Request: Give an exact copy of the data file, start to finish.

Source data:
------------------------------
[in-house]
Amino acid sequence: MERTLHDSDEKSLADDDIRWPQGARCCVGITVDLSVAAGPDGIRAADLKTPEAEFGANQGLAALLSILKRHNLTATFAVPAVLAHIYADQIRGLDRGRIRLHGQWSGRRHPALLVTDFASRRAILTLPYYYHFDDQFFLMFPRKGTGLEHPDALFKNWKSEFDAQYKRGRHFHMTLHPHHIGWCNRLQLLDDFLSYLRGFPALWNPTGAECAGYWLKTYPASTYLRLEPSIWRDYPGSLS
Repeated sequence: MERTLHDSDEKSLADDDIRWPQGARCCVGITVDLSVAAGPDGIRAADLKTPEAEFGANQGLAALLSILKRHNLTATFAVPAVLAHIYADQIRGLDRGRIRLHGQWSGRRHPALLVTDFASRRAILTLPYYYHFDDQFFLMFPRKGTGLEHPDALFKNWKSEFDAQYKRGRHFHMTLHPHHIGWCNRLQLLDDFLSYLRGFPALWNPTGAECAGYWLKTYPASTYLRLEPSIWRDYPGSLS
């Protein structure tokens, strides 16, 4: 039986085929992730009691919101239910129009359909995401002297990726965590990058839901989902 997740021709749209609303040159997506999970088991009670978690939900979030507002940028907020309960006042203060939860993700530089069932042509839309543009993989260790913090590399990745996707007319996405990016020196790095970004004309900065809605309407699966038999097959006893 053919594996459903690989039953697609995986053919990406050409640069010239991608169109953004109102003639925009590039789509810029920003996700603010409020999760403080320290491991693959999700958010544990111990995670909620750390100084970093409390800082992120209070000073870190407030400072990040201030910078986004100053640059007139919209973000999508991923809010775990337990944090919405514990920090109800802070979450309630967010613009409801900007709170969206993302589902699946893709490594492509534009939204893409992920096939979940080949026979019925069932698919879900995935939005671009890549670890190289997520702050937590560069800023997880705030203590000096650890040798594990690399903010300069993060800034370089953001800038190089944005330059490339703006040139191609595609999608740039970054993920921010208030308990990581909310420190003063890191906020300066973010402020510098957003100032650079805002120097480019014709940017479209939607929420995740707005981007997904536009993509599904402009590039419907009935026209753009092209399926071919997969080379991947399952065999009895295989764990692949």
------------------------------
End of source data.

[in-house]
Amino acid sequence: MERTLHDSDEKSLADDDIRWPQGARCCVGITVDLSVAAGPDGIRAADLKTPEAEFGANQGLAALLSILKRHNLTATFAVPAVLAHIYADQIRGLDRGRIRLHGQWSGRRHPALLVTDFASRRAILTLPYYYHFDDQFFLMFPRKGTGLEHPDALFKNWKSEFDAQYKRGRHFHMTLHPHHIGWCNRLQLLDDFLSYLRGFPALWNPTGAECAGYWLKTYPASTYLRLEPSIWRDYPGSLS
Repeated sequence: MERTLHDSDEKSLADDDIRWPQGARCCVGITVDLSVAAGPDGIRAADLKTPEAEFGANQGLAALLSILKRHNLTATFAVPAVLAHIYADQIRGLDRGRIRLHGQWSGRRHPALLVTDFASRRAILTLPYYYHFDDQFFLMFPRKGTGLEHPDALFKNWKSEFDAQYKRGRHFHMTLHPHHIGWCNRLQLLDDFLSYLRGFPALWNPTGAECAGYWLKTYPASTYLRLEPSIWRDYPGSLS
């Protein structure tokens, strides 16, 4: 039986085929992730009691919101239910129009359909995401002297990726965590990058839901989902 997740021709749209609303040159997506999970088991009670978690939900979030507002940028907020309960006042203060939860993700530089069932042509839309543009993989260790913090590399990745996707007319996405990016020196790095970004004309900065809605309407699966038999097959006893 053919594996459903690989039953697609995986053919990406050409640069010239991608169109953004109102003639925009590039789509810029920003996700603010409020999760403080320290491991693959999700958010544990111990995670909620750390100084970093409390800082992120209070000073870190407030400072990040201030910078986004100053640059007139919209973000999508991923809010775990337990944090919405514990920090109800802070979450309630967010613009409801900007709170969206993302589902699946893709490594492509534009939204893409992920096939979940080949026979019925069932698919879900995935939005671009890549670890190289997520702050937590560069800023997880705030203590000096650890040798594990690399903010300069993060800034370089953001800038190089944005330059490339703006040139191609595609999608740039970054993920921010208030308990990581909310420190003063890191906020300066973010402020510098957003100032650079805002120097480019014709940017479209939607929420995740707005981007997904536009993509599904402009590039419907009935026209753009092209399926071919997969080379991947399952065999009895295989764990692949």